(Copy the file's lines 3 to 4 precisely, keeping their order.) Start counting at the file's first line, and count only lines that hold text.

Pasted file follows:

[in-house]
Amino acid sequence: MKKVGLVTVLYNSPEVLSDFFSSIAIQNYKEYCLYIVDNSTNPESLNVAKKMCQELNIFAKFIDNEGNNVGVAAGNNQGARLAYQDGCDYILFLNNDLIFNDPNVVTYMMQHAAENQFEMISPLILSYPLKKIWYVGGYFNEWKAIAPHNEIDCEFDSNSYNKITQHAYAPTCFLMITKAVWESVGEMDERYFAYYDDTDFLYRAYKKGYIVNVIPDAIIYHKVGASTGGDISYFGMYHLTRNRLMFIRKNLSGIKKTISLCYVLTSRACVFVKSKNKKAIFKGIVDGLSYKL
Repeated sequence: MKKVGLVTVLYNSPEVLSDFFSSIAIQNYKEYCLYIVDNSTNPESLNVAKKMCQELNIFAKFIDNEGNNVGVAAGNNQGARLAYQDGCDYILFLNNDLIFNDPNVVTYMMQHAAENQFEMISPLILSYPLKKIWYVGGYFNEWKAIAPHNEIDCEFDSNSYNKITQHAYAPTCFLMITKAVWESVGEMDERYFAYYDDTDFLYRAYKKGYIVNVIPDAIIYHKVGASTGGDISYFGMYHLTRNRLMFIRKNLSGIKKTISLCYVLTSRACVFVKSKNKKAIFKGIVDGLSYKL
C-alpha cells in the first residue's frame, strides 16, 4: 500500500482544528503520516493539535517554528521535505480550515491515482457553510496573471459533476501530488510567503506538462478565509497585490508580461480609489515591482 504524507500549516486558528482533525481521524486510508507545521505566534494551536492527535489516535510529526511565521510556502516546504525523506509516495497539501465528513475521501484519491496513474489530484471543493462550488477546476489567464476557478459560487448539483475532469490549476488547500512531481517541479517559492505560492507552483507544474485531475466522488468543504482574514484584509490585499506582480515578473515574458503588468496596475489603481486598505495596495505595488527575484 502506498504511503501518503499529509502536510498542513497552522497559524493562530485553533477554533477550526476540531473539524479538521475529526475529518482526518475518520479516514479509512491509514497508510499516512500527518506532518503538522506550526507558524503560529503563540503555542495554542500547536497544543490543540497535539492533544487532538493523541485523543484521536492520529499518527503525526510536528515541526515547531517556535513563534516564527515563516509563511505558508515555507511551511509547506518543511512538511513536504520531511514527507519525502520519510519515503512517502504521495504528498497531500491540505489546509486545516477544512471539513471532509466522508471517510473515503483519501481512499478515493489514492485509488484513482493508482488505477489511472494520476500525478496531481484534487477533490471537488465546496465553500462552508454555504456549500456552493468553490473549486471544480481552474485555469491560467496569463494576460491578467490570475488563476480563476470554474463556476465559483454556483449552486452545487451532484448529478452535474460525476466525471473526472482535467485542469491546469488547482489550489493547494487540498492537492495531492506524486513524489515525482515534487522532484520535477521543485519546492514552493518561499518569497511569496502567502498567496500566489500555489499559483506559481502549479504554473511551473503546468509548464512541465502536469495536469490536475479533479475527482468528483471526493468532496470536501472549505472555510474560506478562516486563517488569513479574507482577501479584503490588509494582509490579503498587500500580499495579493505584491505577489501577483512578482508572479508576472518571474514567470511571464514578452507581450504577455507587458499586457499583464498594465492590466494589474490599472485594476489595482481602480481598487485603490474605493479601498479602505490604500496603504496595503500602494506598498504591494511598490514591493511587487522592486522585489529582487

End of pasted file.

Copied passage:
Repeated sequence: MKKVGLVTVLYNSPEVLSDFFSSIAIQNYKEYCLYIVDNSTNPESLNVAKKMCQELNIFAKFIDNEGNNVGVAAGNNQGARLAYQDGCDYILFLNNDLIFNDPNVVTYMMQHAAENQFEMISPLILSYPLKKIWYVGGYFNEWKAIAPHNEIDCEFDSNSYNKITQHAYAPTCFLMITKAVWESVGEMDERYFAYYDDTDFLYRAYKKGYIVNVIPDAIIYHKVGASTGGDISYFGMYHLTRNRLMFIRKNLSGIKKTISLCYVLTSRACVFVKSKNKKAIFKGIVDGLSYKL
C-alpha cells in the first residue's frame, strides 16, 4: 500500500482544528503520516493539535517554528521535505480550515491515482457553510496573471459533476501530488510567503506538462478565509497585490508580461480609489515591482 504524507500549516486558528482533525481521524486510508507545521505566534494551536492527535489516535510529526511565521510556502516546504525523506509516495497539501465528513475521501484519491496513474489530484471543493462550488477546476489567464476557478459560487448539483475532469490549476488547500512531481517541479517559492505560492507552483507544474485531475466522488468543504482574514484584509490585499506582480515578473515574458503588468496596475489603481486598505495596495505595488527575484 502506498504511503501518503499529509502536510498542513497552522497559524493562530485553533477554533477550526476540531473539524479538521475529526475529518482526518475518520479516514479509512491509514497508510499516512500527518506532518503538522506550526507558524503560529503563540503555542495554542500547536497544543490543540497535539492533544487532538493523541485523543484521536492520529499518527503525526510536528515541526515547531517556535513563534516564527515563516509563511505558508515555507511551511509547506518543511512538511513536504520531511514527507519525502520519510519515503512517502504521495504528498497531500491540505489546509486545516477544512471539513471532509466522508471517510473515503483519501481512499478515493489514492485509488484513482493508482488505477489511472494520476500525478496531481484534487477533490471537488465546496465553500462552508454555504456549500456552493468553490473549486471544480481552474485555469491560467496569463494576460491578467490570475488563476480563476470554474463556476465559483454556483449552486452545487451532484448529478452535474460525476466525471473526472482535467485542469491546469488547482489550489493547494487540498492537492495531492506524486513524489515525482515534487522532484520535477521543485519546492514552493518561499518569497511569496502567502498567496500566489500555489499559483506559481502549479504554473511551473503546468509548464512541465502536469495536469490536475479533479475527482468528483471526493468532496470536501472549505472555510474560506478562516486563517488569513479574507482577501479584503490588509494582509490579503498587500500580499495579493505584491505577489501577483512578482508572479508576472518571474514567470511571464514578452507581450504577455507587458499586457499583464498594465492590466494589474490599472485594476489595482481602480481598487485603490474605493479601498479602505490604500496603504496595503500602494506598498504591494511598490514591493511587487522592486522585489529582487